You felt upset because I refused the thing you were looking forward to. This is called “hope deferred”. Your hope was frustrated and that made you feel sad on the inside. However, as you grow, you will have many times when the things you want and look forward to are blocked in some way. You need to trust God and learn to enjoy what you have, whether it is everything you want or none of the things you want.

You also need to forgive the people who upset you, whether they were being mean or even being good in their actions. So, you need to forgive me for upsetting you and disappointing you.

God has your life under control and He is ready to give you every lovely blessing. First, however, you need to trust your heart to Him, and do what is right.

Because you didn’t do that yesterday you stayed in a bad mood. You even tried to be surly and to make me unhappy by your attitudes. What you were really doing was trying to punish me for making you unhappy. The Bible teaches us that we are not to punish people, but to let God do that. If what I did was wrong it is up to God to sort that out. It is not your job to try to punish me by your actions or attitudes.

I became annoyed at your bad attitude and I became more and more frustrated with you. I also felt upset that I couldn’t deal with the problem properly. And so I became cross with you. I shouted at you and upset you even more.

I have been praying about what happened and God has shown me that I was wrong. I saw your bad attitude and did not deal with it properly. I just became more and more annoyed. What I am supposed to do is to discipline you properly and without any bad attitudes in my heart. I am supposed to smack you when you disobey me and upset God. Instead I decided not to discipline you, since I had already upset you. But that only led to more problems.

I then became frustrated, annoyed and angry with you. And so I rebuked you and shouted at you, out of anger and not out of love. I ask you to forgive me for being angry and annoyed and for not disciplining you properly.

We both have things to learn as we go along. God is raising you into a person who is mighty in spirit and who will go and do His will in ways I could never imagine. God is also challenging me about my compromises and the weaknesses in my heart that lead me away from His perfect wisdom. So, together, we are growing into maturity and victory.

I’m going to pray with you now, helping you to ask God to forgive you for not trusting Him and for not giving your problem to Him. I’ll also get you to make sure you have properly forgiven me and anyone else who has annoyed you.

I have told God that the next time something like this happens, that I will follow His instructions and give you the discipline He prescribes, rather than being too weak to do what is right. You won’t like that, but it will bring the best fruit in us both.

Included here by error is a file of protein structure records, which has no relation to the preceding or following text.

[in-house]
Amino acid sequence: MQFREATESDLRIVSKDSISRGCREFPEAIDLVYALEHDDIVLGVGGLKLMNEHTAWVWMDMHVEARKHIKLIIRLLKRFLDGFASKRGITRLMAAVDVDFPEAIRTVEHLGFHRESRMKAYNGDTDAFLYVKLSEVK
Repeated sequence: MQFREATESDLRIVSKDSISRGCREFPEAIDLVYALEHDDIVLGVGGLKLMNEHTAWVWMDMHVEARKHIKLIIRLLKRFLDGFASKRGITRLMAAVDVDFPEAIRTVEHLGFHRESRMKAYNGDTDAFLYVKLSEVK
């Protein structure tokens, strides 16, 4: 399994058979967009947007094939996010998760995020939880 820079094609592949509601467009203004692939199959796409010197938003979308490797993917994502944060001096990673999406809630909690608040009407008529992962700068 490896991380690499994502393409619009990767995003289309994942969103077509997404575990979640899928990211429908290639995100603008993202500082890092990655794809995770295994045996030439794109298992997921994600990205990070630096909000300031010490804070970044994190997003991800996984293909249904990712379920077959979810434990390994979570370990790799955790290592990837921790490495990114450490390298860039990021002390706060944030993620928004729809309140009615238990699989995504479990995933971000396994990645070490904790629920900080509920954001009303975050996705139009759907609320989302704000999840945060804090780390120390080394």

I love you. I thank God that He placed you in my family and gave me the challenge to do what is right. You are destined to become one of the great servants of God in the whole earth. My job is to follow God’s instructions, because I love Him and I love you, so that you don’t end up unprepared, or weak, like I am. I want you to become a much better person than I am; one who is able to follow God faithfully and fearlessly, without the compromises which mess up my life.

Let’s pray together and tell God we are ready to take the journey that’s ahead of us.

Sacred Nakedness

The on-going current issue of child nude photos intended for display in a Sydney art gallery prompts me to clarify again the Biblical position regarding nakedness. Sacred Nakedness is the term I am now using to help us recognise the moral issues behind this debate.

It has long been suggested that nakedness is something which mature adults should have no problem with. Adults are well informed about the differences between male and female physiology and married couples can enjoy open sexual intimacy and share their nakedness without shame or recourse. So, it is suggested, it is prudish and childish to make too much of nudity and nakedness.

Advocacy for the open display of nudity, at least to adults, goes along the lines, “We’re all adults here. If you’ve seen one naked body you’ve seen them all. There’s no need to be ashamed of the human body.” Evolutionary influences add to the debate such thoughts as, “Clothing is a recent invention. We are just a ‘naked ape’ and we can display our unclothed bodies just like other animals do.”

Then come the big guns of mockery and intimidation, such as, “How Victorian and prudish to be ashamed of the human body. We should celebrate our bodies and be unashamed to display what nature gave us.”

So goes the sales pitch. That’s why people who anchor their beliefs in cultural voices become confused on this issue. Instinctively their conscience warns them that nakedness is not such a casual issue. Life experience signals that nakedness is indeed a deeply moral issue. Yet these other voices of cultural reasoning challenge our instinctive perceptions.